f I were going to teach a course on songwriting, I think I'd use 'Angie Baby' as my textbook," says Helen Reddy. It's a high compliment for the first number one song written by Alan O'Day, who would top the Billboard charts three years later himself with "Undercover Angel."
"I was a little bit like a male 'Angie Baby,'" admits O'Day, "in that I used to sit alone a lot, being an only child, and listen to the radio and just kind of crawl into the songs. That was a lot of my entertainment."
The musical ancestor to "Angie Baby" was a Beatles song, according to O'Day. "The song 'Lady Madonna' by the Beatles just killed me. I thought, well, I'm gonna write a song about somebody who's growing up with the radio playing in the background of their life, with this rock and roll time we live in... there are songs for all of our emotions, and the radio really speaks for us in a way that nothing else does.
"But the heroine of my song came out real boring... at this point there was no 'Angie Baby,' just scraps of paper trying to work out something... so I took my ingenue and made her a little bit weird. The song started getting interesting. The weirder she got, the more interesting the song became."
"At another point, I went on one of my songwriting vacations down to Palm Springs. I stayed in this little motel. I had the idea of Angie becoming impregnated by this guy in the song and having a baby." Alan read a first draft of the idea to a woman who ran the motel, figuring that as someone removed from the record industry, her opinion would count more than some label executive. "She had heard the first part of the song and really liked Angie as a person. When I told her I was thinking about Angie going through this further trial and tribulation, she got kind of upset. She said, 'no, she's been through enough.'"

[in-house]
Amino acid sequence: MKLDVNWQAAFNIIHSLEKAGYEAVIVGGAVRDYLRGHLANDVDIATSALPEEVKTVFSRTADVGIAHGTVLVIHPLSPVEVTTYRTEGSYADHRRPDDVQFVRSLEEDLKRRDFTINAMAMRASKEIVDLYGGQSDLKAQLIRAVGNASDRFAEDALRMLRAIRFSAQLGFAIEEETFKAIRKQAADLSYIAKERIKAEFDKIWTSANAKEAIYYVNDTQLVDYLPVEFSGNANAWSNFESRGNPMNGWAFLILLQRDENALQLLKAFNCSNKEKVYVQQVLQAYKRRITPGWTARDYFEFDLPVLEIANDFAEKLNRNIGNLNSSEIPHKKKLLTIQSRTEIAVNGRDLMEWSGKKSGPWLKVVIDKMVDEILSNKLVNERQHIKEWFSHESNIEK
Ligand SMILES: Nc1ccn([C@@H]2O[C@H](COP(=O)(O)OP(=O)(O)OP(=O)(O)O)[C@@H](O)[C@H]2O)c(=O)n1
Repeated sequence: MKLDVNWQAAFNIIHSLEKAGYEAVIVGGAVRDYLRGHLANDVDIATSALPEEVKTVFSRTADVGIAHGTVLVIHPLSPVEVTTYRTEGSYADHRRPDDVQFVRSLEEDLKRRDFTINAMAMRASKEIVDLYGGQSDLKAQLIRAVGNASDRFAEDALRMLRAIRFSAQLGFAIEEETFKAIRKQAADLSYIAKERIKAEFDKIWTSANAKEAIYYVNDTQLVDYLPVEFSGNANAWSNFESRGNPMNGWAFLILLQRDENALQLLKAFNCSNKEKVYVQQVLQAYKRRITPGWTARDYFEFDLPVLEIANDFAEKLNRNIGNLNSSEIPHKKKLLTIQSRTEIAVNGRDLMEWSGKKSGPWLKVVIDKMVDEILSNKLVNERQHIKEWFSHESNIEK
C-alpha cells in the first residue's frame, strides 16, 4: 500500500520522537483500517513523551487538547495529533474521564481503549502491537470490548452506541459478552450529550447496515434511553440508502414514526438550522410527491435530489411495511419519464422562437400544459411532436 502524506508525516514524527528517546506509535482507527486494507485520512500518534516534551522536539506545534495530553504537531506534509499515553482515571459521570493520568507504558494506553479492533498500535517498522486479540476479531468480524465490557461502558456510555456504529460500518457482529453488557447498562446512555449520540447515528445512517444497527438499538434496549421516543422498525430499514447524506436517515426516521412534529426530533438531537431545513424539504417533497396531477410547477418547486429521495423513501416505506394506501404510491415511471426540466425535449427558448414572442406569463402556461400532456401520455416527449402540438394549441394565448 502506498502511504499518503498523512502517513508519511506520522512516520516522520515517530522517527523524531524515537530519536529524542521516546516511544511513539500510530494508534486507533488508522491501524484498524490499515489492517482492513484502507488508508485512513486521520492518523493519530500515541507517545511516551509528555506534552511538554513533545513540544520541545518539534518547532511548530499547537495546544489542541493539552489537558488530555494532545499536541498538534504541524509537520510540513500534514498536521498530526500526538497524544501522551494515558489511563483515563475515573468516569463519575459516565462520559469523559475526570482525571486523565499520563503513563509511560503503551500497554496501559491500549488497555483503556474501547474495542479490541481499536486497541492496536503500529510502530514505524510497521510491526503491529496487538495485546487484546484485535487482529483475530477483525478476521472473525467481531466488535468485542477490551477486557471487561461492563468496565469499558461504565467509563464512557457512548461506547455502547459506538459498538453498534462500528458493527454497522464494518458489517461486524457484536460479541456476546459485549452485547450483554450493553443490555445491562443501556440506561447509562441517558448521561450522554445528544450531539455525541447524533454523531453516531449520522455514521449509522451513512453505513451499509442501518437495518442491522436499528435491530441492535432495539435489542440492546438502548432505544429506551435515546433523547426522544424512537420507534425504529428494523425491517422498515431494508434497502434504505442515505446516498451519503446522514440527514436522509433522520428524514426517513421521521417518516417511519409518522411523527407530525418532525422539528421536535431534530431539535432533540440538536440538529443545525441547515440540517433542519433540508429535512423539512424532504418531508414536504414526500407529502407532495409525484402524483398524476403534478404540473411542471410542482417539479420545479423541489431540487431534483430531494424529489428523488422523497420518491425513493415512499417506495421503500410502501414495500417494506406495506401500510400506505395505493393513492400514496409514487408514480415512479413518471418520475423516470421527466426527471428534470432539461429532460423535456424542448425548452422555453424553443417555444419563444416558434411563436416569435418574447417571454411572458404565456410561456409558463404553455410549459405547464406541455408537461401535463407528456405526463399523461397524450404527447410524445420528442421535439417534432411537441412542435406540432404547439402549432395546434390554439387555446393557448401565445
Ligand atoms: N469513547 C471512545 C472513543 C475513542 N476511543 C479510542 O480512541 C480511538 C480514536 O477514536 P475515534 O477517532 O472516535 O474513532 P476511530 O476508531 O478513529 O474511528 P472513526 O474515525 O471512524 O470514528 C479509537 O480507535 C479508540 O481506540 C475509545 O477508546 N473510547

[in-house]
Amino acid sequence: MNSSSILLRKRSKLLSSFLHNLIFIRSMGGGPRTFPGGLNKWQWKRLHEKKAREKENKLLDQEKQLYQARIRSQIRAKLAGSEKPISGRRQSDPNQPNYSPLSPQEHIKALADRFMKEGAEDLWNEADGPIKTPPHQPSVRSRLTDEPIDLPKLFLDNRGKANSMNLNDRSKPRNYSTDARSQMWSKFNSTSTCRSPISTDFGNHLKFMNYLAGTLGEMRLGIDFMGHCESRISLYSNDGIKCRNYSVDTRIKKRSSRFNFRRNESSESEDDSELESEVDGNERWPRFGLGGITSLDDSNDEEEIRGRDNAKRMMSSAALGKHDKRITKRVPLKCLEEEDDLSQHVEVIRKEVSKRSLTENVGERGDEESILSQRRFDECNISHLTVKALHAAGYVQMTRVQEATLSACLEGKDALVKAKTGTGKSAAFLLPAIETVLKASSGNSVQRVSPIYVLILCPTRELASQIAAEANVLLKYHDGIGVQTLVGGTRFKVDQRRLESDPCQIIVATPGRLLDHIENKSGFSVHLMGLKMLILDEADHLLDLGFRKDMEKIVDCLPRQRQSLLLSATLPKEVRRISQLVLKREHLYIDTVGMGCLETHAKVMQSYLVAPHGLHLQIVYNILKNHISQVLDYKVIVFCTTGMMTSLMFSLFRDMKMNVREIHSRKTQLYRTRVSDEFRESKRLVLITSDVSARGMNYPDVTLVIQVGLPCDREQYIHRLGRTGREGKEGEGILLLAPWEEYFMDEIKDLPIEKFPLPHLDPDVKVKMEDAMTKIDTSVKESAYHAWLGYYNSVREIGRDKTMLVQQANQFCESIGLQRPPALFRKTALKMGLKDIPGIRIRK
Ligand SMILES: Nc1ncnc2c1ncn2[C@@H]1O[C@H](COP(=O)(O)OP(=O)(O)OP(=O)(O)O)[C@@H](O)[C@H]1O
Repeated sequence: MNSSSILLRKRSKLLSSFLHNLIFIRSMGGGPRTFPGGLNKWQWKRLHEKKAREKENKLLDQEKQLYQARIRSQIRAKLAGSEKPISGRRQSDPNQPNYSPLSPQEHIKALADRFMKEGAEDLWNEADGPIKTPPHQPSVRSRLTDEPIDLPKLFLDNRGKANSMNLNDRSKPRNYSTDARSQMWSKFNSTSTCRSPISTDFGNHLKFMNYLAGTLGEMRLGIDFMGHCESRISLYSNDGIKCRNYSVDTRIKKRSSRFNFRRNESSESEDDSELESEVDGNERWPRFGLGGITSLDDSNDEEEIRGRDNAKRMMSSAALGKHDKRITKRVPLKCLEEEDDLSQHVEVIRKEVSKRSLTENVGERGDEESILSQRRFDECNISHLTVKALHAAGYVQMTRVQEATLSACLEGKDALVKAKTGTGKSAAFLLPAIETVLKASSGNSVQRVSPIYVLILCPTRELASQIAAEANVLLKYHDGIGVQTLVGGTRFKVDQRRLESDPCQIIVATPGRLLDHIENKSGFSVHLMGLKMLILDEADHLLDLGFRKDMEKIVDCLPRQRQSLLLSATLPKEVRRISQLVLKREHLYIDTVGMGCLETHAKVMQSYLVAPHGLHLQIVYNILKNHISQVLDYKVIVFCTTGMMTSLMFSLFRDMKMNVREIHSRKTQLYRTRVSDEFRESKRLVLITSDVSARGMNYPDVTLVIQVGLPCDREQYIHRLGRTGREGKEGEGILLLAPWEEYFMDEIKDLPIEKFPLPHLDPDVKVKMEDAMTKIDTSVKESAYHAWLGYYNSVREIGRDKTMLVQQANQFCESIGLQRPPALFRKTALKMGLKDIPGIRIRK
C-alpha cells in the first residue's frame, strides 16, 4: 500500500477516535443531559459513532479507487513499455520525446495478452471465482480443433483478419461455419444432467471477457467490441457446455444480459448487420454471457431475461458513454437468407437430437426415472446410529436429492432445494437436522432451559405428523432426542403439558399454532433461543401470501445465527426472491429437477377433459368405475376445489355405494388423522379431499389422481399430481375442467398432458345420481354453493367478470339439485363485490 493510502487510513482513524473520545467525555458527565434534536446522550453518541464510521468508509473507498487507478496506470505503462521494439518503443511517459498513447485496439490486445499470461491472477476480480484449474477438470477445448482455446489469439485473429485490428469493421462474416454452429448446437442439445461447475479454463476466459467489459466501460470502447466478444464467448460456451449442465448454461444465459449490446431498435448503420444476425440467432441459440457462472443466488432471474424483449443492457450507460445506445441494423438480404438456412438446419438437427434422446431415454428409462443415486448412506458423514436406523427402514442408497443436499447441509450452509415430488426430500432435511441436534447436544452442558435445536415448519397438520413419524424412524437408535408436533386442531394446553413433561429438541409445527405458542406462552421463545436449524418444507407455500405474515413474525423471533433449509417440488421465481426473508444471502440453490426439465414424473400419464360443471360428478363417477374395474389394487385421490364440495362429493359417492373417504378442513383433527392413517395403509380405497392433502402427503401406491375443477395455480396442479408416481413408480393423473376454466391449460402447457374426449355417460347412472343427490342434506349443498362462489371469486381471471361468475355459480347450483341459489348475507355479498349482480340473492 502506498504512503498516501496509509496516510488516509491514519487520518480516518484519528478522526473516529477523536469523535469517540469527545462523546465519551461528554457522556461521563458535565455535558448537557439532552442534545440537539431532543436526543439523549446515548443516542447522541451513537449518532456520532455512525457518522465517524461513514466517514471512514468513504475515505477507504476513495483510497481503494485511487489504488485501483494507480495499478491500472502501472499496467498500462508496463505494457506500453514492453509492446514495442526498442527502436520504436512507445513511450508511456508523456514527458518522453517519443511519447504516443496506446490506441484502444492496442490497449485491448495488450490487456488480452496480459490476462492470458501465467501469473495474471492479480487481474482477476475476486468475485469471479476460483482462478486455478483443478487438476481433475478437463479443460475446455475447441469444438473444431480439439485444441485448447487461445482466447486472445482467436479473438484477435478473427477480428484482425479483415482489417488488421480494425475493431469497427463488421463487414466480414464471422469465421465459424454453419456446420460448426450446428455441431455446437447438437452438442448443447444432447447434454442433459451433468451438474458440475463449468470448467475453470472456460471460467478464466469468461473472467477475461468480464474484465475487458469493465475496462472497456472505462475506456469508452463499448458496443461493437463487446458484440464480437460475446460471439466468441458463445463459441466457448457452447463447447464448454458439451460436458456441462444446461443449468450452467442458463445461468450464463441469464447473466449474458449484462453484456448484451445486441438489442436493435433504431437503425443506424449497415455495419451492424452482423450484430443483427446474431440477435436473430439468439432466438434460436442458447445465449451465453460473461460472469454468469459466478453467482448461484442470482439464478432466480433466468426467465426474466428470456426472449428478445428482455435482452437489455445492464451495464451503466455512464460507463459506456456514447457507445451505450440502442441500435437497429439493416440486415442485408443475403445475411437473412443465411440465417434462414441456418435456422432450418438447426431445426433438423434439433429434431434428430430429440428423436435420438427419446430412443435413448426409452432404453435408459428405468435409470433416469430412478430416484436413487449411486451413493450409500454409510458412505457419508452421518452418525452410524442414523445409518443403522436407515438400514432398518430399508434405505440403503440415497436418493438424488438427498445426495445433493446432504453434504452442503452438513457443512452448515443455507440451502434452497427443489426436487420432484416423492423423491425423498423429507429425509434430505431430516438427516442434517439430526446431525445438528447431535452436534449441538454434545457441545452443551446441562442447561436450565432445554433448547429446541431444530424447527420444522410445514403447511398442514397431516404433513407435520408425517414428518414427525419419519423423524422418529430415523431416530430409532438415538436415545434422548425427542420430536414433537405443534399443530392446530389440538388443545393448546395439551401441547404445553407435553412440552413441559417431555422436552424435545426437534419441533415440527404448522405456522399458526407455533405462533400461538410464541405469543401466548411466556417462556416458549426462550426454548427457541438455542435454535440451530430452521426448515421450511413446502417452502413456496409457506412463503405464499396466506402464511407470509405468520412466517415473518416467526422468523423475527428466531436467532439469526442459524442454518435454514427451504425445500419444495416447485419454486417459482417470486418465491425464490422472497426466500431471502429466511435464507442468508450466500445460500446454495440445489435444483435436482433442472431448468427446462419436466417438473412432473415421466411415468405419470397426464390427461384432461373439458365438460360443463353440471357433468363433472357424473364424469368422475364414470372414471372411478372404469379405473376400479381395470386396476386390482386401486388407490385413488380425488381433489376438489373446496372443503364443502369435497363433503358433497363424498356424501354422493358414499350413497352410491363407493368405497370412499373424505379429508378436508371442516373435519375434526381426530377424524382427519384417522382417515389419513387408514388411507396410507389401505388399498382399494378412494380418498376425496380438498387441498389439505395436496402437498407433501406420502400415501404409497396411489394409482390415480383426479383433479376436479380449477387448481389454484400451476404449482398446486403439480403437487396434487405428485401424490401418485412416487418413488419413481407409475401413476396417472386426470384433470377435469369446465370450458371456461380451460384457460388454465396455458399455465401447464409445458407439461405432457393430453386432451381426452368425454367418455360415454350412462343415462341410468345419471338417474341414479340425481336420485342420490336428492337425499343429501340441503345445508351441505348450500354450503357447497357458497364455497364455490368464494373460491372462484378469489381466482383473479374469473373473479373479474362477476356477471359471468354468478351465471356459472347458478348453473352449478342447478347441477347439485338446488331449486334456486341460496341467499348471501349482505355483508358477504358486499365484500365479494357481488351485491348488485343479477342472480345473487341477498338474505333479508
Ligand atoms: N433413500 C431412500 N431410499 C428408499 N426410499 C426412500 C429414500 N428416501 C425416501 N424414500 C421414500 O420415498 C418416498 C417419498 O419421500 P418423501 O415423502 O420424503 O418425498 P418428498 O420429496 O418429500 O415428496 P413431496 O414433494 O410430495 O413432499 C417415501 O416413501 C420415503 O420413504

Joe Wisert produced the song for Reddy. Alan says he "was one of the few producers who ever came back to me and asked me things about my demo and what I meant by the lyrics, so he would have a real understanding of the song when he went into the studio. That was real impressive to me."
The lyrics of "Angie Baby" have remained cryptic, even though Alan thought they were very clear. "I thought I spelled out what happened. It's a fantasy trip but it's real clear. And the very thing that made the song a hit was what happened to the guy in the song. I never intended it to be (a mystery)."
Still, neither Alan nor Helen will divulge what they think the ultimate outcome of the song is. Asked to explain the lyrics, Helen replies, "That's everybody's question... I'll never tell you." Alan will volunteer what Helen thought happened to Angie's mysterious visitor: "Helen Reddy said he turned into a sound wave."
But while he won't reveal his own idea of what happens at the end of the song, Alan tells the story of a phone call that woke him up at two in the morning: "I got a call from a disc jockey friend in Palm Springs when 'Angie Baby' was number one... he says, 'listen, I figured out who the guy was'... he said he was a disc jockey... he was so excited. I'd never thought of that."
"Angie Baby," the second number one single in 15 months to mention the name Angie in the title (the Rolling Stones' "Angie" had climbed to the top of the Billboard charts in Sept. 1973), was Helen Reddy's third and final number one single. She made the Top 10 one more time, with "Ain't No Way to Treat a Lady" in 1975. On July 18 of that year she became the first and only permanent host of The Midnight Special on NBC, the network that gave her an eight-week summer replacement show in 1973. She also starred in three films: Airport 1975 (as sort of a flying, singing nun), Pete's Dragon and the abysmal Sgt. Pepper's Lonely Hearts Club Band.
She continued to record for Capitol until 1979, then switched to MCA for two albums. Later, when not signed to a label, she admitted, "I certainly don't have the interest in music I once had. I'll always sing, but I would like that to be a smaller part of my life." After divorcing Wald, she wrote a book about the history of her native Australia and did some acting in musical theater. In the early 1990's she started her own musical production company, Helen Reddy Inc., and in 2002 released an album called Greatest & Latest on the Cleopatra label.
- Fred Bronson, The Billboard Book of Number One Hits, Billboard, 1988.
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